Friday, 10 October 2014

CyberLink PowerDirector 13 Ultimate - review

PowerDirector 13 Ultimate - $129.99

Maybe you need to make a promotional video for your business. Or possibly you are producing eLearning videos for sites such as Coursera or Udemy. You might even be directing a full-scale movie with actors, multiple cameras, stunts and special effects. Or maybe you just want to upload funny cat videos to YouTube…?

The fact of the matter is that most of us own some sort of video-recording equipment, be it a mobile phone, a GoPro or a dedicated digital-video camera. And whether you are recording your holiday highlights or a home-made blockbuster, in order to transform the raw video into a slick movie you are going to need to edit your clips using dedicated video-editing software. CyberLink PowerDirector 13 (for Windows) is one of the best choices for serious video-makers on a tight budget. In fact, in spite of its modest cost, it is perfectly capable of producing extremely high-quality results.

PowerDirector 13 Ultimate - the editing environment

I reviewed the previous release of this software earlier this year (when I compared PowerDirector 12 with Sony’s competing video editor software, Movie Studio Platinum). At first sight this new release of PowerDirector looks little changed from the previous version. The slick, multi-page environment is just as before – the Capture, Edit, Produce and Create Disc (DVD and Blu-Ray design-and-burn) tools are all grouped together in their own selectable pages. The editing environment is divided into three principal areas: the media library where you can store video and audio clips and images; the timeline where you actually do the editing; and the preview window that shows either a selected clip or the fully-edited video. Down the left-hand side of the screen there are icons to select other tools such as video effects, titles and audio-recording.

The Balance Of Power

Ease of use and speed of rendering – in my opinion, those are the two most striking features of PowerDirector 13. Even though the software is at the budget end of the market, it is by no means under-powered. PowerDirector 13 has a 100-track editor so you can place and edit numerous video and audio clips on synchronized horizontal tracks of the timeline (though I have to say that, personally, about 10 tracks is my limit). It supports super High Definition (4K) video and it also provides tools to let you create and customise animated titles and transitions between adjoining clips.

The new transition designer may sound more useful than it  really is. In fact, it is not really all that sophisticated. It lets you import an image that will define the shapes shown when one clip is faded into the other. This provides the possibility for creating fairly simple transitions but it won’t  let you create transitions to rival those that are supplied as standard -  for example, you can’t create animated transitions that slide, flip or chop up adjoining clips into moving mosaic-like fragments. There is also a title designer. You can use this by popping one of the existing title templates in a dialog. Here you can change fonts, borders, colours and various animated properties such as position, rotation and transparency.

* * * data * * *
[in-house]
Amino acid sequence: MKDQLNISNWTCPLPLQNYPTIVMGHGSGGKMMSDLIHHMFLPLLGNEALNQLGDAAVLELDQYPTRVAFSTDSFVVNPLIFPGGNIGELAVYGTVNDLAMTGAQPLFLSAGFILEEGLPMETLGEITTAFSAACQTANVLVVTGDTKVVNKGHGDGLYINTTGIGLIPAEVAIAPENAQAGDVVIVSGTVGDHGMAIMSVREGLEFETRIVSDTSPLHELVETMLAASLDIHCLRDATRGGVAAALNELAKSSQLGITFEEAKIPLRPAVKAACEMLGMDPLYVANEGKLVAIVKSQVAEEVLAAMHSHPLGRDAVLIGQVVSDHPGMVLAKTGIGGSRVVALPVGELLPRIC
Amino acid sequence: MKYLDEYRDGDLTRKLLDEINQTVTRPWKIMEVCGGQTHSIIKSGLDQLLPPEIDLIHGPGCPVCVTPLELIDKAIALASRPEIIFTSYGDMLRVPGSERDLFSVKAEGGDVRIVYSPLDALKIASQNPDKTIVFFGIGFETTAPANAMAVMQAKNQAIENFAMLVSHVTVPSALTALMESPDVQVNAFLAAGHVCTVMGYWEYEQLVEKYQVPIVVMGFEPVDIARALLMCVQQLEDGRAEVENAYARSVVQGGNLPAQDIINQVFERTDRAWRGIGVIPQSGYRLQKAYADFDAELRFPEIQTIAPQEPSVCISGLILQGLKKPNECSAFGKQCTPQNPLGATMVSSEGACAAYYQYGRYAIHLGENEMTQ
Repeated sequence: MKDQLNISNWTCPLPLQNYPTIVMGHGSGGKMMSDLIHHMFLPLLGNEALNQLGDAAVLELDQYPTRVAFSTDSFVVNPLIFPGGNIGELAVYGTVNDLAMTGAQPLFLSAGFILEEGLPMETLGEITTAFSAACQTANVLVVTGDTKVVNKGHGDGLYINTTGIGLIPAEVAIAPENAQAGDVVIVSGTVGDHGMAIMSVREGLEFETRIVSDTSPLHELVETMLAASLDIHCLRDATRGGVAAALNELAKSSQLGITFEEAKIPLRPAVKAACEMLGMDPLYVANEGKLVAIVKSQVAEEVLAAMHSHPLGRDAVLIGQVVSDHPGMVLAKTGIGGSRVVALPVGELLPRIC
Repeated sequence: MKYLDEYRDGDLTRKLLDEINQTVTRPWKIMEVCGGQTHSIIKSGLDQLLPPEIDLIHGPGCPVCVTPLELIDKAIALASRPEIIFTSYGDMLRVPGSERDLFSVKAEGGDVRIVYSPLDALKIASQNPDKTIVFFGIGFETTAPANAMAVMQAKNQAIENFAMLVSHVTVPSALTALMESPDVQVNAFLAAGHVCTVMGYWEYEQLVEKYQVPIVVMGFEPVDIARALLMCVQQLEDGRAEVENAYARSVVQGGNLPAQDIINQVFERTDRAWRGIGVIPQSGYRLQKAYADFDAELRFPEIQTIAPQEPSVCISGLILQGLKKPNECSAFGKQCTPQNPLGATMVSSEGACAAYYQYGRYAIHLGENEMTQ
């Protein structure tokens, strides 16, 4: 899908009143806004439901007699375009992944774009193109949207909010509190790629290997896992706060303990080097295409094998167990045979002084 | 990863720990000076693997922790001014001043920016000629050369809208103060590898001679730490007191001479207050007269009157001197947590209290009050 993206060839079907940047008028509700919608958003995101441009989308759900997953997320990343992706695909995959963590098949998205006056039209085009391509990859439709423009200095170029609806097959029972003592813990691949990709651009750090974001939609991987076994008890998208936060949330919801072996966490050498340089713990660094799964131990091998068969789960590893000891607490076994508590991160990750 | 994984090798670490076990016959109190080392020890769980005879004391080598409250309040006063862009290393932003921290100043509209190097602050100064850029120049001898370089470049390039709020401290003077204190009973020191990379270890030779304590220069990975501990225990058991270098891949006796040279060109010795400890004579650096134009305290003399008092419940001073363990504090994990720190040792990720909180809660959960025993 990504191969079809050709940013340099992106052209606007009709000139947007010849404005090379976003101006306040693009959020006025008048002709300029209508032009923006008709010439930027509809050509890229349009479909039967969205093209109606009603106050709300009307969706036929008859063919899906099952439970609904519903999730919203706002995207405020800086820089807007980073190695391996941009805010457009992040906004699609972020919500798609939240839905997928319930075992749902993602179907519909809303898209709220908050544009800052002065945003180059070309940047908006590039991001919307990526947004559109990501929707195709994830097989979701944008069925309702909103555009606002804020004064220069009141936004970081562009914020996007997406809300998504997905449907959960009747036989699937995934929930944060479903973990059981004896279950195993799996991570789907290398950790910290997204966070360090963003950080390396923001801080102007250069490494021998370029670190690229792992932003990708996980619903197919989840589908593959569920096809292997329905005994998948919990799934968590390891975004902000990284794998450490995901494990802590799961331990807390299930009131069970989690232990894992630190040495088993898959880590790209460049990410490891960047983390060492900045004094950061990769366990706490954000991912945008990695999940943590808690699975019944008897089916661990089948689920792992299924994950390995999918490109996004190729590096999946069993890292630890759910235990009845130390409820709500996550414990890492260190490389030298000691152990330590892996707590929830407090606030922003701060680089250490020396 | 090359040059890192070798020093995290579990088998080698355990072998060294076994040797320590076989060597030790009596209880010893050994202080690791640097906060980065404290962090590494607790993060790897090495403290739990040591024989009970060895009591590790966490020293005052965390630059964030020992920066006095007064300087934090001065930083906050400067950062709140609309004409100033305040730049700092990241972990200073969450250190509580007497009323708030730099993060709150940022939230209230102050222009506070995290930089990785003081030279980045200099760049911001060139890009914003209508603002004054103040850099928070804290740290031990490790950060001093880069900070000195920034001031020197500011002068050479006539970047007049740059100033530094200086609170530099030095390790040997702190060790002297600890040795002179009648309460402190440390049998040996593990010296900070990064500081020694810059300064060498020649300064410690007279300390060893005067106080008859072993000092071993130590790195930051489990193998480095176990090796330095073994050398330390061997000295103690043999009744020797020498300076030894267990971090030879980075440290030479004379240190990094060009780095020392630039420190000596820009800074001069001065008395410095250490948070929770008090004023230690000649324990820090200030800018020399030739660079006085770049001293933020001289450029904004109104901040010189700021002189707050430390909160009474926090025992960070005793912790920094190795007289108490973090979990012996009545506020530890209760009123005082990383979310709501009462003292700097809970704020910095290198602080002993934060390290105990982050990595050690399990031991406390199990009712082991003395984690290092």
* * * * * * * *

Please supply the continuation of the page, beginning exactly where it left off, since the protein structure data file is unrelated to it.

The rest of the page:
This is the Transition Designer. I have uploaded a photograph which is used to create the outlines shown as one clip fades into another

Other new things in this release include auto-fixing of videos to make easy adjustments to colour density and white balance. It also has a variety of colour presets to intensify and fade colours or transform a full-colour video into black-and-white. Another handy tool is the built-in stabilizer. This analyses your video and tries to smooth out the wobbles and ‘camera shake’ that you likely to accumulate when shooting videos with a hand-held camera.
You can enhance videos by changing colours and white balance or even by auto-stabilizing to smooth out camera shake

But possibly the most useful new feature, as far as I am concerned at any rate, is the automatic synchronization of tracks. This is handy if you are using clips simultaneously recorded by more than one camera or if you have recorded a high quality audio track separately from the lower-quality audio recorded by your camera. In the editing process you will want to synchronize the multiple tracks so that the audio on one track corresponds to the audio and video on the others. In the previous version of PowerDirector, this could be done only by using a separate tool to produce a new video clip (created from multiple source clips). This new clip then had to be imported into the editing environment.

Here I have two video clips that were recorded simultaneously by two cameras. I want to synchronize them so that when I cut between the clips my voice correctly matches my lip movements. To do this I just click the 'Sync By Audio' button.